Sgt. Anais Paez never thought she would enter the police force when she was a young girl. Now she trains officers – one of seven female members of the Key Biscayne Police force.
“In my personal experience, I don’t consider myself a trailblazer,” Paez said. “Many remarkable women before me have truly paved the way for my generation in law enforcement.”
A 2003 graduate of Hialeah High School, Paez is of Cuban American descent. Her introduction to policing came from her high school peer group. “I had friends who started becoming police officers and I started looking into it,” she said.
Paez is no desk jockey, starting her shift patrolling the beach on her ATV. It’s a job that fits her personality, she said.
It combines her strong sense of purpose in serving and protecting the community while maintaining her physical fitness regimen. Paez said “My ability to make quick, calm decisions under pressure and work effectively in teams” also made policing a natural fit for her.
But by no means is it an easy job – one where long shifts in the heat and cold can give way to life-and-death decisions in a second.
“I’ve encountered numerous heartbreaking and challenging situations during my career, and while I won’t delve into the full details, I can provide a brief list of my top three: an infant SID’s case, a shooting victim, and a suicide crime scene,” Paez said.
Six years ago, she was promoted to sergeant.
“I didn’t think I’d become a sergeant or anything above. But as I started doing the job, I kind of outgrew that part of just being on patrol and took an exam and did well and performed well.” she said.
But as before, she wound up surprising herself.
Part of the reason may be that Key Biscayne exceeds the national average when it comes to employing women in law enforcement. Nationally, women make up only 12% of sworn officers and 3% of police leadership.
Chief Frank Sousa says the Paez has been leading by example. “She understands the mission of the agency and the initiative to engage the community,” he said.
For Paez, the notion of paying it back for the community and her fellow officers is a recurring theme on and off the job.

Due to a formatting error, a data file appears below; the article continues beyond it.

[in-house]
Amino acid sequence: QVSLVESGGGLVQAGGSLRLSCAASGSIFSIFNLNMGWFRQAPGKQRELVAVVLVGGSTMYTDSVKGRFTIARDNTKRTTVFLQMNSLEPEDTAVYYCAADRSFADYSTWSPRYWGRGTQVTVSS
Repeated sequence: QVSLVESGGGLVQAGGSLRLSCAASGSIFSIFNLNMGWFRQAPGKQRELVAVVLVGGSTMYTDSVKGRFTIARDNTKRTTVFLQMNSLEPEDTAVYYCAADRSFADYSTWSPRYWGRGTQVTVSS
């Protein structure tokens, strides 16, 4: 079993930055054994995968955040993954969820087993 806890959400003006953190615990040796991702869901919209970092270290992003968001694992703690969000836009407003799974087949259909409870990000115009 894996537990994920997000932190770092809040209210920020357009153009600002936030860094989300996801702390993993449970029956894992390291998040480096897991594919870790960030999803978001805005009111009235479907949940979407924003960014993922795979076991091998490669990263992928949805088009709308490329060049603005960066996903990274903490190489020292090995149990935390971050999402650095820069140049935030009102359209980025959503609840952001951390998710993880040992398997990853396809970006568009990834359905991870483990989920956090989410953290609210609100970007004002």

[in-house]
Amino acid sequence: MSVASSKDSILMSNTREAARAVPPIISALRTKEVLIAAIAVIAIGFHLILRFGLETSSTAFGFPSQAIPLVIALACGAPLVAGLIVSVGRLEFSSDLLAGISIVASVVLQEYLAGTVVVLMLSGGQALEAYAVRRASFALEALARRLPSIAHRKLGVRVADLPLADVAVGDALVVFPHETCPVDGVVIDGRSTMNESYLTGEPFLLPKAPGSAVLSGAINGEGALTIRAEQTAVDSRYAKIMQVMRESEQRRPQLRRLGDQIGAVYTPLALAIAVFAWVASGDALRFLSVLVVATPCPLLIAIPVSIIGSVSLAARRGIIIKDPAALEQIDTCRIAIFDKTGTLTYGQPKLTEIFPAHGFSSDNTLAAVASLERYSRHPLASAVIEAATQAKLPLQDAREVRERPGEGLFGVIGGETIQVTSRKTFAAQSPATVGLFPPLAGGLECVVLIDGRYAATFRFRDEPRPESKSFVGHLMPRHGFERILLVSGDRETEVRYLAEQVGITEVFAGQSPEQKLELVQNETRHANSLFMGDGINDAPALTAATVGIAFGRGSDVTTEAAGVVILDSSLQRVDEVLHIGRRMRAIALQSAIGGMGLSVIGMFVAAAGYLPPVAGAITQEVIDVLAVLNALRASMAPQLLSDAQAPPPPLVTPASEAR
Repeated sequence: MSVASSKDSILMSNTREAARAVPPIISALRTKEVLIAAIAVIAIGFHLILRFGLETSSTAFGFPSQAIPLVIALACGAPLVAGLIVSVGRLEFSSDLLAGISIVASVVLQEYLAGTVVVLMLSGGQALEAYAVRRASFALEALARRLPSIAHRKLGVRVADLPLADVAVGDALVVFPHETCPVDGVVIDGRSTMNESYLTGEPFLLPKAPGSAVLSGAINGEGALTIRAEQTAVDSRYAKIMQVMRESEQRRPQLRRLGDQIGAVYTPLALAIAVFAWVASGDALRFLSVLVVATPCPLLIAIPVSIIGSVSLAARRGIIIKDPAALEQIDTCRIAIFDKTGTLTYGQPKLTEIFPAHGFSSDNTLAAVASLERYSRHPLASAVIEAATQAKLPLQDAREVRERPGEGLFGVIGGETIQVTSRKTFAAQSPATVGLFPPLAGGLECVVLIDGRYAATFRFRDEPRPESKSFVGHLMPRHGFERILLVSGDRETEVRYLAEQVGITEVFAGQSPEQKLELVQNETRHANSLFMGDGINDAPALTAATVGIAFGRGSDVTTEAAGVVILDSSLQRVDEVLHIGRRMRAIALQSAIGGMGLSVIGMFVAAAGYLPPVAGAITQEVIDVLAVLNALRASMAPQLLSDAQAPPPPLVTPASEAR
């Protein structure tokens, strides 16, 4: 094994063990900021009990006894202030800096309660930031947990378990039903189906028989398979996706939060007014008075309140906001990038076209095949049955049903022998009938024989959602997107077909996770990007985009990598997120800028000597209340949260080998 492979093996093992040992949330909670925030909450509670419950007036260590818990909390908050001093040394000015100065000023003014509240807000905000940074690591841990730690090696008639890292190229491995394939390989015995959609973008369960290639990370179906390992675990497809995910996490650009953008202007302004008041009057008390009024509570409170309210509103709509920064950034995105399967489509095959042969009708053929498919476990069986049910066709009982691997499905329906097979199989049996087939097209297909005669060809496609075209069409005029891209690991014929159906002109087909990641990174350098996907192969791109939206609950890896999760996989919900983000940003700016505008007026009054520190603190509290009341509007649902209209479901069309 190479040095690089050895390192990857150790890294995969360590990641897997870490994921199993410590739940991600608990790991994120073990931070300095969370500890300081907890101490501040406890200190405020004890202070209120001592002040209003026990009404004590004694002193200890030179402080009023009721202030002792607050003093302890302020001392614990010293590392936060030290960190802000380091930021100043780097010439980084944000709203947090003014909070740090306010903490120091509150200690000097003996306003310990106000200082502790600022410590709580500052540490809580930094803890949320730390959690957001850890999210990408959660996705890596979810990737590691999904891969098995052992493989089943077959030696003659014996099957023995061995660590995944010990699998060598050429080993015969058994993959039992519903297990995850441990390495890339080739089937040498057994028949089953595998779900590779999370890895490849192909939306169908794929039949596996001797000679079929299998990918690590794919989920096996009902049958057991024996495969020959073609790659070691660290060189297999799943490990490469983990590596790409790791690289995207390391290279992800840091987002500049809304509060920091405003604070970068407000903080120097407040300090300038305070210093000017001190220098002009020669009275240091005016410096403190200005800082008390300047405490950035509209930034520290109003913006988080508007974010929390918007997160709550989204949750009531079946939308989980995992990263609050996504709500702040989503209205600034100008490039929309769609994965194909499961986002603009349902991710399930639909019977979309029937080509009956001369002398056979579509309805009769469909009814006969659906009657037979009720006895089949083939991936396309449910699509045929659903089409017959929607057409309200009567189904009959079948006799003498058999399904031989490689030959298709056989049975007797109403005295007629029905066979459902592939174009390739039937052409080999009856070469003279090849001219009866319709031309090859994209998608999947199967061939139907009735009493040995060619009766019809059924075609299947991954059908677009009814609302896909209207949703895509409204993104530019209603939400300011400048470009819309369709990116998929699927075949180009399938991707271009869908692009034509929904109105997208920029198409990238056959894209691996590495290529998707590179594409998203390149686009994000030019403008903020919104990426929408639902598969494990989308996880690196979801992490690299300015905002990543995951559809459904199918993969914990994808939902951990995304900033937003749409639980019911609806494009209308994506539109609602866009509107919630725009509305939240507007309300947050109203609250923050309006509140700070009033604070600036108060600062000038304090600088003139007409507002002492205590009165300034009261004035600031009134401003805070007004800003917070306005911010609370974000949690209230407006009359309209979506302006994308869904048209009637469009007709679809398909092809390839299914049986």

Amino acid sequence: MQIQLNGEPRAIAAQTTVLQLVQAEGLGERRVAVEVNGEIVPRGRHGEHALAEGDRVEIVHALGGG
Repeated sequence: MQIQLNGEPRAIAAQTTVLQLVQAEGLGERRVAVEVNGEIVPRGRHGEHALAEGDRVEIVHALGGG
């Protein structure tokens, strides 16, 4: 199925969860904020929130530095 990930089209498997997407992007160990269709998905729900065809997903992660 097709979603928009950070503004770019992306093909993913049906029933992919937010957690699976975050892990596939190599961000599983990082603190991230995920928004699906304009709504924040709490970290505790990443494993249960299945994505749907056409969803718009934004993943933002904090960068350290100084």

“I had really good supervisors who, who mentored me, took me under their wing,” she said. But the lessons aren’t only about police work. “There’s things that’s not taught, it’s just who you are.”
“We pretty much got each other.” said Paez, “We spend a lot of hours together. We kind of know when somebody’s a little off or not feeling well, and we chime in and make sure we’re all okay, and take care of each other in that way.”
Her dedication to her fellow officers doesn’t end when the workday is finished. Chosen by her colleagues, she’s a powerful presence at the bargaining table, where she is a union representative in labor talks with top Village officials.
The Village and its unionized workers have been negotiating new contracts, where one goal has been trying to make up for a surge in the cost of living.
“It’s a pretty interesting role,” she explained. “We pretty much go and negotiate on behalf of our members to try to get the best compensation and benefits for what we do, and kind of give a little background as to why we should be receiving those benefits.”
She describes the Key Biscayne Police Department as a family where officers can lean on each other. She wants the public to know that they are human like anyone else.
“Citizens or civilians tend to have the idea that we kind of have these superhero powers, and we do not. We can’t. We don’t have psychic powers to know there’s going to be a crime committed on this street,” Paez said.
There is an ongoing national effort to increase the number of women in policing. The 30×30 initiative aims to raise the representation of women in police recruit classes to 30 percent by 2030 and ensure they have the support to succeed. Sousa said the KPPD is not a formal member of the program, but supports its goals.
Paez says she’s hoping to get more opportunities to encourage female cops.
“Outside of my role as a field training officer, where I’ve trained new female officers and helped friends interested in this career, I haven’t had many opportunities to mentor or guide young women into the profession,” she said.
“My KBPD colleagues have made it effortless to be a female in this profession. My male counterparts have consistently shown respect, care, and trust in my abilities and leadership.”
ANASTASIA IVANOVA is a junior at the School for Advanced Studies and is part of the Key Biscayne Independent's student journalism program. She earlier attended MAST Academy and was a staff writer for the school newspaper, The Beacon, and loves traveling, appreciating art, consuming and producing writing, and developing a greater understanding of the world.